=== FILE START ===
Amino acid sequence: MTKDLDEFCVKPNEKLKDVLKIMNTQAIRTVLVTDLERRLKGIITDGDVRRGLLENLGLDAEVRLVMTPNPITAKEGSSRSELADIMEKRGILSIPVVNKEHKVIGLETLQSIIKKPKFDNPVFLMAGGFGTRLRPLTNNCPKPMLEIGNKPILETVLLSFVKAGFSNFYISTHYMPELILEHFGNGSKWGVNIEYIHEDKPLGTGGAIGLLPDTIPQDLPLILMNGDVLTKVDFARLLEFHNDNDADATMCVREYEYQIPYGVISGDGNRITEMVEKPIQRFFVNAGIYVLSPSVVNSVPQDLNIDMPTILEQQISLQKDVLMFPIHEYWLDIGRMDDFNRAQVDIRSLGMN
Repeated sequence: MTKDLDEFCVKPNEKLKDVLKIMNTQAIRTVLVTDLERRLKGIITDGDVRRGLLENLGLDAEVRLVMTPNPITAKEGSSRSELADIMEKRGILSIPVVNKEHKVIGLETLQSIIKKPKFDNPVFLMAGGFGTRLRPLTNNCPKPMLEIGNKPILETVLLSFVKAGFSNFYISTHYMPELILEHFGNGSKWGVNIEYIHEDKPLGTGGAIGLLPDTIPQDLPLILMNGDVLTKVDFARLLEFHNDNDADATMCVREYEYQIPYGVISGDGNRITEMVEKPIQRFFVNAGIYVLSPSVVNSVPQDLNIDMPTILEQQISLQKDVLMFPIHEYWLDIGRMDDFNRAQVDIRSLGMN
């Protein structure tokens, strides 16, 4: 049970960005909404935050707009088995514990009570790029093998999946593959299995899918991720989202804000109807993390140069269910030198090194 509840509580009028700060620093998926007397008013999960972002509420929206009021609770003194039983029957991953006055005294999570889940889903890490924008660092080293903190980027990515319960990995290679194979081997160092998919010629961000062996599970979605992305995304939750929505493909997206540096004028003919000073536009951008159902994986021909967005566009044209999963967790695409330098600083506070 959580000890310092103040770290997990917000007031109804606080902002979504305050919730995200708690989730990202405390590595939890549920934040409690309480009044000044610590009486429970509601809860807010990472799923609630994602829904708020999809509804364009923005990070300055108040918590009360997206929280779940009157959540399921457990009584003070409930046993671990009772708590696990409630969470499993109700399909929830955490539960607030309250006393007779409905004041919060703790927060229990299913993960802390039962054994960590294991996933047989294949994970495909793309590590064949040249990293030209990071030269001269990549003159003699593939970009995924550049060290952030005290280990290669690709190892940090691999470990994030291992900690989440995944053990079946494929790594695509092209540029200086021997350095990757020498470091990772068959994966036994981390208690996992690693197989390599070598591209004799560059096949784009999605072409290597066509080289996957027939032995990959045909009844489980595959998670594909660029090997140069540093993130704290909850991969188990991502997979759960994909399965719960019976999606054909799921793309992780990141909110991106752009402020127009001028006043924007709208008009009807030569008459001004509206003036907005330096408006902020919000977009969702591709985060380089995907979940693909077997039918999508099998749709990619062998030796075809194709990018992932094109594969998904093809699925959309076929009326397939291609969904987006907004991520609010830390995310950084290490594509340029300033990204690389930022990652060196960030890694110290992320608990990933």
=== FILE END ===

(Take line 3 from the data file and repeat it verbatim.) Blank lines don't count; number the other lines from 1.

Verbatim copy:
């Protein structure tokens, strides 16, 4: 049970960005909404935050707009088995514990009570790029093998999946593959299995899918991720989202804000109807993390140069269910030198090194 509840509580009028700060620093998926007397008013999960972002509420929206009021609770003194039983029957991953006055005294999570889940889903890490924008660092080293903190980027990515319960990995290679194979081997160092998919010629961000062996599970979605992305995304939750929505493909997206540096004028003919000073536009951008159902994986021909967005566009044209999963967790695409330098600083506070 959580000890310092103040770290997990917000007031109804606080902002979504305050919730995200708690989730990202405390590595939890549920934040409690309480009044000044610590009486429970509601809860807010990472799923609630994602829904708020999809509804364009923005990070300055108040918590009360997206929280779940009157959540399921457990009584003070409930046993671990009772708590696990409630969470499993109700399909929830955490539960607030309250006393007779409905004041919060703790927060229990299913993960802390039962054994960590294991996933047989294949994970495909793309590590064949040249990293030209990071030269001269990549003159003699593939970009995924550049060290952030005290280990290669690709190892940090691999470990994030291992900690989440995944053990079946494929790594695509092209540029200086021997350095990757020498470091990772068959994966036994981390208690996992690693197989390599070598591209004799560059096949784009999605072409290597066509080289996957027939032995990959045909009844489980595959998670594909660029090997140069540093993130704290909850991969188990991502997979759960994909399965719960019976999606054909799921793309992780990141909110991106752009402020127009001028006043924007709208008009009807030569008459001004509206003036907005330096408006902020919000977009969702591709985060380089995907979940693909077997039918999508099998749709990619062998030796075809194709990018992932094109594969998904093809699925959309076929009326397939291609969904987006907004991520609010830390995310950084290490594509340029300033990204690389930022990652060196960030890694110290992320608990990933």